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BIBI HAS A GOYISCHE KOPF

 

 

 

 

 

 

 

 

… and yes, I know that Netanyahu isn’t stupid in any ordinary sense of the word, and that it’s vulgar to use racialist language. But from the perspective of the Zionist project I still treasure, the latest move on the settlements is surely “worse than a crime; it’s a blunder.” He’s plenty smart enough to know better. But the policy itself is stupid, and – given Netanyahu’s intense racism – I can’t think of a more pointed way of saying so than to say that he has the mind of a non-Jew.

Comments

  1. Ebenezer Scrooge says

    If you wanted to be more pointed, you could always say that his policy is “mighty white of him.”

  2. Altoid says

    And further, when even *Ehud Olmert* says you did a dumb thing, you probably need to check in for serious recalibration. He was talking about opposing PA observer status, but hadn’t had time to weigh in on the latest follies.

  3. Ed Whitney says

    Isn’t there an epidemic of goyische kopf in the Israeli electorate as well? If Netanyahu wins by a landslide, what are we to infer about that?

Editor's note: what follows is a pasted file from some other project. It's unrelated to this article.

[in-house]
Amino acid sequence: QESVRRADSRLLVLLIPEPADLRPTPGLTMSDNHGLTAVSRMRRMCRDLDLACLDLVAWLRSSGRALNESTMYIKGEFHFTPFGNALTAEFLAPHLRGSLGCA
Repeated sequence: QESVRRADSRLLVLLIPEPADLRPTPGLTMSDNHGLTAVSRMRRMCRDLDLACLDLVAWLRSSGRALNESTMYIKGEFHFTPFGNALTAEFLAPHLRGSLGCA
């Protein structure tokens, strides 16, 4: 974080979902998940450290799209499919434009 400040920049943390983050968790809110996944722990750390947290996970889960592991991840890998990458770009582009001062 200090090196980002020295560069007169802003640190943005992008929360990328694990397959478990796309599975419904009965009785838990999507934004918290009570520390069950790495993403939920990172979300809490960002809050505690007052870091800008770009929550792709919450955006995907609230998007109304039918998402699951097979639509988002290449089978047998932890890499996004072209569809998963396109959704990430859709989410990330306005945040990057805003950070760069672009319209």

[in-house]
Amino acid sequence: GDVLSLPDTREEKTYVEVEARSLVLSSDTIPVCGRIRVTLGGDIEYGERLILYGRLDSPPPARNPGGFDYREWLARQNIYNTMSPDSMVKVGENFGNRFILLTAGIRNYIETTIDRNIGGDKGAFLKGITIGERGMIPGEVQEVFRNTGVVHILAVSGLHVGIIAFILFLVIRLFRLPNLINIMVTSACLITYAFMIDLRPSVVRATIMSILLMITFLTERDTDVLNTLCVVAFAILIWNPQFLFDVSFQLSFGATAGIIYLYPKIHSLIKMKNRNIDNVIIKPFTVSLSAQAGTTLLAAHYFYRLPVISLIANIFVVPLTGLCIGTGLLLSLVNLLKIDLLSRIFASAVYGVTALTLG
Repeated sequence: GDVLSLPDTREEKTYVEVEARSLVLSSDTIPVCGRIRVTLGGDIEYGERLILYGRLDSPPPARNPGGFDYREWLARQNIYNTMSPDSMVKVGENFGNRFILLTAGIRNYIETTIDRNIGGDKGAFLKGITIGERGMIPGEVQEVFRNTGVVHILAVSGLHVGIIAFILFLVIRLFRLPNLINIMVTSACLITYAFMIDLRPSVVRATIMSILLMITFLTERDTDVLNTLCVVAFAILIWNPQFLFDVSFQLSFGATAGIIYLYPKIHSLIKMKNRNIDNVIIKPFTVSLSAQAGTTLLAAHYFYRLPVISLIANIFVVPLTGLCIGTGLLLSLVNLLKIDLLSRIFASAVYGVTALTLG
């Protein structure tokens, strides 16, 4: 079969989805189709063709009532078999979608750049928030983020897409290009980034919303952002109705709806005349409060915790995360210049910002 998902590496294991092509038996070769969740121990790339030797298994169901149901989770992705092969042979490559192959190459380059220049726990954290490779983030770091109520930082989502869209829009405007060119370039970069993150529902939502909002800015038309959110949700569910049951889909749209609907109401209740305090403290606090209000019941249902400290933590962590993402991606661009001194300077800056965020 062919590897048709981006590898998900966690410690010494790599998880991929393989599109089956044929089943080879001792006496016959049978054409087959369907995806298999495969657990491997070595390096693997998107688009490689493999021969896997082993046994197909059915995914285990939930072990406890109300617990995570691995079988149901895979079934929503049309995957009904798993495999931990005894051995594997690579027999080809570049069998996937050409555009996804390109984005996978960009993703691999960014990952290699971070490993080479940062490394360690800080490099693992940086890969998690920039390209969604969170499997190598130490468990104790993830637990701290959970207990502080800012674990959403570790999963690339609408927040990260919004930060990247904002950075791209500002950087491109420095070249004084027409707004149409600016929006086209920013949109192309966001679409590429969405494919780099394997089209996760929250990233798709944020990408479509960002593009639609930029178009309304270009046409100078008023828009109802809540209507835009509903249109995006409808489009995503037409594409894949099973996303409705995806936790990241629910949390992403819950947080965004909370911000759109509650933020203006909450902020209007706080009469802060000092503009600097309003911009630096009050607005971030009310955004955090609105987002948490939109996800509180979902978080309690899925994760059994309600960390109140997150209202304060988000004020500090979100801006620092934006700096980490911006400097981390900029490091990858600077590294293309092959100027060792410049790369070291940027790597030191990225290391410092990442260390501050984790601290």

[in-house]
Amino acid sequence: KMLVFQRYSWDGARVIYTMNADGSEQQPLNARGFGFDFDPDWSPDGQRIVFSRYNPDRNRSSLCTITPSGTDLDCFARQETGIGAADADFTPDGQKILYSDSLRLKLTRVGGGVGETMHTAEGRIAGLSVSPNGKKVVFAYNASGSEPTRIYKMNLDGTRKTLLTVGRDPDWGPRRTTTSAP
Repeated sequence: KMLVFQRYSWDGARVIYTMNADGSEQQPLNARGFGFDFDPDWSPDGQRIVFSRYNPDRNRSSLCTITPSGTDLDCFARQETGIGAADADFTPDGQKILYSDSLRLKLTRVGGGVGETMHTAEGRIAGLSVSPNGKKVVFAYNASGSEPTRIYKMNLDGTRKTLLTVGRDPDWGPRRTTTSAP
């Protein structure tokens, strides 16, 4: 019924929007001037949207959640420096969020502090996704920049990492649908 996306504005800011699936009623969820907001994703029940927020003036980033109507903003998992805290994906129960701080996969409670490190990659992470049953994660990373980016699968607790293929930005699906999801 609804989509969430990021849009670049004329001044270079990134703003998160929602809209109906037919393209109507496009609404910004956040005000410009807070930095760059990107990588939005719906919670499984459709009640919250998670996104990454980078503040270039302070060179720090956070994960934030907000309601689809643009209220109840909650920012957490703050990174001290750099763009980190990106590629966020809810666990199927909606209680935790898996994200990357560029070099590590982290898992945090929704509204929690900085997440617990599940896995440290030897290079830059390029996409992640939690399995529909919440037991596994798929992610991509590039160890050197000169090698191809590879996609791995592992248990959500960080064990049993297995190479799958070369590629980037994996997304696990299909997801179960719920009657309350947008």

• Ebenezer Scrooge says

      The Netanyahu vote is not a monolithic wog-bashing vote. There are several distinct Israeli right wings. Somebody who is more familiar with Israeli politics can fill in the nuance, but as far as I understand, the different strands in the right wing coalition include:
      1. The plutocrats (of course!)
      2. Sephardim, who have a justifiable sense of resentment at the Ashkenazim who still run the show economically and culturally. It is much like Republican resentment of “liberals”, except that in Israel, the cultural elite is also the economic elite.
      3. Russians. Pretty much ditto the Sephardim, except for the added resentment factor of being reasonably well-educated and still doing poorly in the economy.
      4. The beards. (They tend to vote for their own parties, who then vote with Netanyahu.) Remember: they, too, are poor.
      5. The racists. This is a bit mixed with groups 2-4. Some folk who are full of resentment will kick down; others will kick up. The ideological settlers may be more purely motivated by racism, especially emigres from America.
      6. Some reasonably sensible people who are completely sick of the feckless Israeli left. You could call them Olmert-Livni types, who are now adrift. But who wants to cast their lot with Ehud Barak?

      • Warren Terra says